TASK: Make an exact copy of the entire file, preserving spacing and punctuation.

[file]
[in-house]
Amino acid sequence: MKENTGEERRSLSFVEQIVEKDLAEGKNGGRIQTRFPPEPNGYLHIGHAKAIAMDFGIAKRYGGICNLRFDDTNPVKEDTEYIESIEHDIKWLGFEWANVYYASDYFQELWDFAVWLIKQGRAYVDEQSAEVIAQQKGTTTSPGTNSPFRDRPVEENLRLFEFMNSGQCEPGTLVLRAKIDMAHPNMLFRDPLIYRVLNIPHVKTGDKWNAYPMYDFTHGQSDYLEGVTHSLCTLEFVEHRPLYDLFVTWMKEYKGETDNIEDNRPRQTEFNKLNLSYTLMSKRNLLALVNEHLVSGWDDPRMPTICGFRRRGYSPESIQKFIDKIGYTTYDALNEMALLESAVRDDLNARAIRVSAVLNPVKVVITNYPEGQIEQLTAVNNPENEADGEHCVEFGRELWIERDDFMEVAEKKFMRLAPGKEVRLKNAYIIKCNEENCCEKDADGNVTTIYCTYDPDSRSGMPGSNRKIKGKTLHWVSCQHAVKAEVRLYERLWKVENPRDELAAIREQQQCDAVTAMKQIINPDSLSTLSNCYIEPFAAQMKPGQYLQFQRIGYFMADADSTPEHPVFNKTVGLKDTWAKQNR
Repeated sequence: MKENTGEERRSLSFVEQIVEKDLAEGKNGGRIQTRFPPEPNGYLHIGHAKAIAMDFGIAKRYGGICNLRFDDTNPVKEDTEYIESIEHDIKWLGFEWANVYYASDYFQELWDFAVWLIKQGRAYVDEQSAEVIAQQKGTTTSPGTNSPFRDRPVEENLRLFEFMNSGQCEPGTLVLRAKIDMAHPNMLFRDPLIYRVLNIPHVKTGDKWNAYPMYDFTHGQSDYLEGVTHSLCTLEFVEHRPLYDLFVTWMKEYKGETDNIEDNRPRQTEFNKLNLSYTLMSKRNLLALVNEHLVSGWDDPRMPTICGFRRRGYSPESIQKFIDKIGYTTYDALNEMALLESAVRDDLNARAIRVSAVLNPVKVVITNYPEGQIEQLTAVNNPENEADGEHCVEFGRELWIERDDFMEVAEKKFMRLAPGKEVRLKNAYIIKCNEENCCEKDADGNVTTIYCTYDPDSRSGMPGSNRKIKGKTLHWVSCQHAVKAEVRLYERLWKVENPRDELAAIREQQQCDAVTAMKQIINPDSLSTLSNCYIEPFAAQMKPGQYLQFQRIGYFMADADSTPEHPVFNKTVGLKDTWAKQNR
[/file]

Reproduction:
[in-house]
Amino acid sequence: MKENTGEERRSLSFVEQIVEKDLAEGKNGGRIQTRFPPEPNGYLHIGHAKAIAMDFGIAKRYGGICNLRFDDTNPVKEDTEYIESIEHDIKWLGFEWANVYYASDYFQELWDFAVWLIKQGRAYVDEQSAEVIAQQKGTTTSPGTNSPFRDRPVEENLRLFEFMNSGQCEPGTLVLRAKIDMAHPNMLFRDPLIYRVLNIPHVKTGDKWNAYPMYDFTHGQSDYLEGVTHSLCTLEFVEHRPLYDLFVTWMKEYKGETDNIEDNRPRQTEFNKLNLSYTLMSKRNLLALVNEHLVSGWDDPRMPTICGFRRRGYSPESIQKFIDKIGYTTYDALNEMALLESAVRDDLNARAIRVSAVLNPVKVVITNYPEGQIEQLTAVNNPENEADGEHCVEFGRELWIERDDFMEVAEKKFMRLAPGKEVRLKNAYIIKCNEENCCEKDADGNVTTIYCTYDPDSRSGMPGSNRKIKGKTLHWVSCQHAVKAEVRLYERLWKVENPRDELAAIREQQQCDAVTAMKQIINPDSLSTLSNCYIEPFAAQMKPGQYLQFQRIGYFMADADSTPEHPVFNKTVGLKDTWAKQNR
Repeated sequence: MKENTGEERRSLSFVEQIVEKDLAEGKNGGRIQTRFPPEPNGYLHIGHAKAIAMDFGIAKRYGGICNLRFDDTNPVKEDTEYIESIEHDIKWLGFEWANVYYASDYFQELWDFAVWLIKQGRAYVDEQSAEVIAQQKGTTTSPGTNSPFRDRPVEENLRLFEFMNSGQCEPGTLVLRAKIDMAHPNMLFRDPLIYRVLNIPHVKTGDKWNAYPMYDFTHGQSDYLEGVTHSLCTLEFVEHRPLYDLFVTWMKEYKGETDNIEDNRPRQTEFNKLNLSYTLMSKRNLLALVNEHLVSGWDDPRMPTICGFRRRGYSPESIQKFIDKIGYTTYDALNEMALLESAVRDDLNARAIRVSAVLNPVKVVITNYPEGQIEQLTAVNNPENEADGEHCVEFGRELWIERDDFMEVAEKKFMRLAPGKEVRLKNAYIIKCNEENCCEKDADGNVTTIYCTYDPDSRSGMPGSNRKIKGKTLHWVSCQHAVKAEVRLYERLWKVENPRDELAAIREQQQCDAVTAMKQIINPDSLSTLSNCYIEPFAAQMKPGQYLQFQRIGYFMADADSTPEHPVFNKTVGLKDTWAKQNR